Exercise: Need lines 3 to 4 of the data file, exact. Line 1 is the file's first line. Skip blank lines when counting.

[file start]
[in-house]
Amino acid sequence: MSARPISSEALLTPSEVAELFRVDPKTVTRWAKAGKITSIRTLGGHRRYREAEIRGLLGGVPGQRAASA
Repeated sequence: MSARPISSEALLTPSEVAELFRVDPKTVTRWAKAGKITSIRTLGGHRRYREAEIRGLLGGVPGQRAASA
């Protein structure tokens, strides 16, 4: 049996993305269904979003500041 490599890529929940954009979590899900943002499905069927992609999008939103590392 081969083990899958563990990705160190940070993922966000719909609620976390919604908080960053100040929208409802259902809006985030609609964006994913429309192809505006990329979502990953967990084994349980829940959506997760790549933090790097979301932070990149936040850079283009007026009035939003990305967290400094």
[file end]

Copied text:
Repeated sequence: MSARPISSEALLTPSEVAELFRVDPKTVTRWAKAGKITSIRTLGGHRRYREAEIRGLLGGVPGQRAASA
């Protein structure tokens, strides 16, 4: 049996993305269904979003500041 490599890529929940954009979590899900943002499905069927992609999008939103590392 081969083990899958563990990705160190940070993922966000719909609620976390919604908080960053100040929208409802259902809006985030609609964006994913429309192809505006990329979502990953967990084994349980829940959506997760790549933090790097979301932070990149936040850079283009007026009035939003990305967290400094």